Improvement of cardiac function persists long term with medical therapy for left ventricular systolic dysfunction

J Cardiovasc Pharmacol Ther. 2007 Sep;12(3):220-6. doi: 10.1177/1074248407303782.


In certain patients with left ventricular (LV) systolic dysfunction, improvements in cardiac function are seen after initiation of medical therapy; however, the long-term stability of ventricular function in such patients is not well described. We retrospectively analyzed 171 patients who had a baseline ejection fraction of 45% or less, a follow-up echocardiogram at 2 to 12 months after initiation of medical therapy, and a final echocardiogram. We found that 48.5% of the patients demonstrated initial improvements in LV function after initiation of medical therapy, and the improvements appear to be sustained (88% of patients) at 44 +/- 21 months follow-up. A nonischemic etiology and younger age were the only independent predictors of change of LV ejection fraction of 10 or more at a mean 8.4 +/- 3.4 months after optimal medical therapy. Our study revealed a trend toward improved long-term survival in individuals with an early improvement in LV ejection fraction with medical therapy, especially in those with sustained improvement.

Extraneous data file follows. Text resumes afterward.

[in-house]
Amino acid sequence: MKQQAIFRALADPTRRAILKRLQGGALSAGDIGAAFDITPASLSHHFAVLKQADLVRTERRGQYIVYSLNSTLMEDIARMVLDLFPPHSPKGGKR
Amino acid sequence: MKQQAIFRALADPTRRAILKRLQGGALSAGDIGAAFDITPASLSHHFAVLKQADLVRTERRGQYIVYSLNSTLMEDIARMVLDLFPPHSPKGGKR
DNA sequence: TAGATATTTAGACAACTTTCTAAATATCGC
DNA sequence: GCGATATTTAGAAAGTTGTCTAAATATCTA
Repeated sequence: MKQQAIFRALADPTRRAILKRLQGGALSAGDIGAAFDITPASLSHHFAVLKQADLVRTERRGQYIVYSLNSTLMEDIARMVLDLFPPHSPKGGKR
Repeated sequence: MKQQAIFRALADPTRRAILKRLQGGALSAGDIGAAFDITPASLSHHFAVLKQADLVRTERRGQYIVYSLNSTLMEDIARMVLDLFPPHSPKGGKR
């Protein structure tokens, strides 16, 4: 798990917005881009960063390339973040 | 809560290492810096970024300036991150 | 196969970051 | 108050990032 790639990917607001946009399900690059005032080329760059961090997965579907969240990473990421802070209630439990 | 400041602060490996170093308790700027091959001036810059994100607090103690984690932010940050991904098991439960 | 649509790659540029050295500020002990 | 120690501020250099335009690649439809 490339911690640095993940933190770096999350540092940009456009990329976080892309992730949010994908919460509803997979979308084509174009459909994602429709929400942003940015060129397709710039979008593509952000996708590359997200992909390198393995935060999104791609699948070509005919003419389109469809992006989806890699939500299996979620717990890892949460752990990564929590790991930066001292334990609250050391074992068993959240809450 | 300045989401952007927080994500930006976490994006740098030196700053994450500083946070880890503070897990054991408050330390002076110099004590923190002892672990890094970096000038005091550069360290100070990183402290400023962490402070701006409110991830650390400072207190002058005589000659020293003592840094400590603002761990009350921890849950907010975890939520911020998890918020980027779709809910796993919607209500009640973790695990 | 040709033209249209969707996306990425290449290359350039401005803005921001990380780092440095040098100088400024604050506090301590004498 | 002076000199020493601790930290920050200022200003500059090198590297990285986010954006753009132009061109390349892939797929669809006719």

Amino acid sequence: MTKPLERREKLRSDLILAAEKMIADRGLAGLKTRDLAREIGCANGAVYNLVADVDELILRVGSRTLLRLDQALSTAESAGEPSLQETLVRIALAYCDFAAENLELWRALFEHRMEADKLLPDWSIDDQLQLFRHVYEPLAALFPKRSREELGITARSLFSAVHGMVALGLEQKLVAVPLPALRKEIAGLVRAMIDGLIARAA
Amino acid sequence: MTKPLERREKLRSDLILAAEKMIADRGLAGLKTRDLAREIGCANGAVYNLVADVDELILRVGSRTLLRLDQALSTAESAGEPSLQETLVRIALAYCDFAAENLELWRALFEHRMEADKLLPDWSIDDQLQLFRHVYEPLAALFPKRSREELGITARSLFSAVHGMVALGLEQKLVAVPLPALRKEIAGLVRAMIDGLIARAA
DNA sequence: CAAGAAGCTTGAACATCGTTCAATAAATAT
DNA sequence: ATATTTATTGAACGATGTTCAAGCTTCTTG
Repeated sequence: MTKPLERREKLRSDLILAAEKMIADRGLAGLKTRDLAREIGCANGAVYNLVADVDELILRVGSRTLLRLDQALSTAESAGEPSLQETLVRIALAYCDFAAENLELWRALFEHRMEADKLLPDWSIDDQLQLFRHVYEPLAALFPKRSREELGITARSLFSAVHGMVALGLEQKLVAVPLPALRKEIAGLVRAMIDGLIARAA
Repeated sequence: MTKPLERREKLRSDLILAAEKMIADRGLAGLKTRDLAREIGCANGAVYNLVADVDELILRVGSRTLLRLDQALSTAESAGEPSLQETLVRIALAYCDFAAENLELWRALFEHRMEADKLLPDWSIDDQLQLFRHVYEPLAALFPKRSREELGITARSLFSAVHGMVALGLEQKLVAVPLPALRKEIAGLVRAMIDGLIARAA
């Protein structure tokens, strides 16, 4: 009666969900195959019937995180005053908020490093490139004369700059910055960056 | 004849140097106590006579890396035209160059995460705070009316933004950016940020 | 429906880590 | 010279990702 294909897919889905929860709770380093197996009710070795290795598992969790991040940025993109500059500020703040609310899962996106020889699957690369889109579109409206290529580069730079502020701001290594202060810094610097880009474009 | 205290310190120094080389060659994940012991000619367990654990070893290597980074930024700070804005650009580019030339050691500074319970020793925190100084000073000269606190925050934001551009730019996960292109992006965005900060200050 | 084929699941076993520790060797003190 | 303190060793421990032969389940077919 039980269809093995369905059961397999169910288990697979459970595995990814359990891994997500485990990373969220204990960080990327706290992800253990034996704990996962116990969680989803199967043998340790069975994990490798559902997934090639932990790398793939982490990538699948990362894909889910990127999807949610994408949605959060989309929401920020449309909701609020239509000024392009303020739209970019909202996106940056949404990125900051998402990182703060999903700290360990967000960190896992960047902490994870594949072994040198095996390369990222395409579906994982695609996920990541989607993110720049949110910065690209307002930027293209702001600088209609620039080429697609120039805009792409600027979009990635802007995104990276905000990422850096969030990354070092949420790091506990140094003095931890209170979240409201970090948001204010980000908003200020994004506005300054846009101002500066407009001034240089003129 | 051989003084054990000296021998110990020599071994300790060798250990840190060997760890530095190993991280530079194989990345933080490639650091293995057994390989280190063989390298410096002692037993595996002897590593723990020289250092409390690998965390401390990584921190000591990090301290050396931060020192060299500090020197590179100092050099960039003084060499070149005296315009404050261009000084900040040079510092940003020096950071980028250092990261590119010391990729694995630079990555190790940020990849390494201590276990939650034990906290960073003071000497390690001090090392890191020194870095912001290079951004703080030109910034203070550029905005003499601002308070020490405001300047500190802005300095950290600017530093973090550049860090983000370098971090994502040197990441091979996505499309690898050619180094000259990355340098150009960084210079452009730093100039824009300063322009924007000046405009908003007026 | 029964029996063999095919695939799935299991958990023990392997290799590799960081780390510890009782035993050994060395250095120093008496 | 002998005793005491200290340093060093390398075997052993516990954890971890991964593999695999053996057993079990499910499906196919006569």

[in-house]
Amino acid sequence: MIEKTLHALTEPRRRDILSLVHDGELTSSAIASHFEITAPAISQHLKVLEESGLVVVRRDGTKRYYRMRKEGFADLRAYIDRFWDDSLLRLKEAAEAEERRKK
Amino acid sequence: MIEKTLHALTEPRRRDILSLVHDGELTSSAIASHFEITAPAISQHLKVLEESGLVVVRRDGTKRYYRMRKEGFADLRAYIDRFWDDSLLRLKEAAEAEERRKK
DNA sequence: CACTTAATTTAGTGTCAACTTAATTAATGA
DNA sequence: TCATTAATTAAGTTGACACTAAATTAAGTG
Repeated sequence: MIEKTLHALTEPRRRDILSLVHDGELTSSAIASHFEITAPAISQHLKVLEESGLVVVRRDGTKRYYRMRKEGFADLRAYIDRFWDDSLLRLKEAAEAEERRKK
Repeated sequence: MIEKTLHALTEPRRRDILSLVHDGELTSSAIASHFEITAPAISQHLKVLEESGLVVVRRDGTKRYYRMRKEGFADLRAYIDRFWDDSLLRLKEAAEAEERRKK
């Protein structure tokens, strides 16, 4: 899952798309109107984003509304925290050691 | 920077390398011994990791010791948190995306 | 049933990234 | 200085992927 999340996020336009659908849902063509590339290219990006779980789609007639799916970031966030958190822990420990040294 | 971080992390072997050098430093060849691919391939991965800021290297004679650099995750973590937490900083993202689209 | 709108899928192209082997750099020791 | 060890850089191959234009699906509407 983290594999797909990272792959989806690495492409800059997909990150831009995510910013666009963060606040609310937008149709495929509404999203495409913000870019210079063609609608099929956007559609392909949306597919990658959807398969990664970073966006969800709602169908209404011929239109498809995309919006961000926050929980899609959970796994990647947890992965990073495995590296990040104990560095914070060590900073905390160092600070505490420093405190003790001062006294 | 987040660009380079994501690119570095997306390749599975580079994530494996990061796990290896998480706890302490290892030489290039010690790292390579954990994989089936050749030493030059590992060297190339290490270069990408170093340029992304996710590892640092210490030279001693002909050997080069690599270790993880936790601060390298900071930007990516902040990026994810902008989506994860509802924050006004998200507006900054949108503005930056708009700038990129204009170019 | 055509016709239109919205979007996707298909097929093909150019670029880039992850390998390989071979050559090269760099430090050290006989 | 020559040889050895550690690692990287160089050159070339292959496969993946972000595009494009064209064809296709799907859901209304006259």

MeSH terms

  • Adrenergic beta-Antagonists / therapeutic use*
  • Adult
  • Age Factors
  • Aged
  • Angiotensin II Type 1 Receptor Blockers / therapeutic use*
  • Angiotensin-Converting Enzyme Inhibitors / therapeutic use*
  • Echocardiography
  • Female
  • Humans
  • Male
  • Middle Aged
  • Myocardial Ischemia / etiology
  • Myocardial Ischemia / prevention & control
  • Retrospective Studies
  • Survival Rate
  • Time Factors
  • Ventricular Dysfunction, Left / drug therapy*
  • Ventricular Dysfunction, Left / etiology
  • Ventricular Dysfunction, Left / mortality


  • Adrenergic beta-Antagonists
  • Angiotensin II Type 1 Receptor Blockers
  • Angiotensin-Converting Enzyme Inhibitors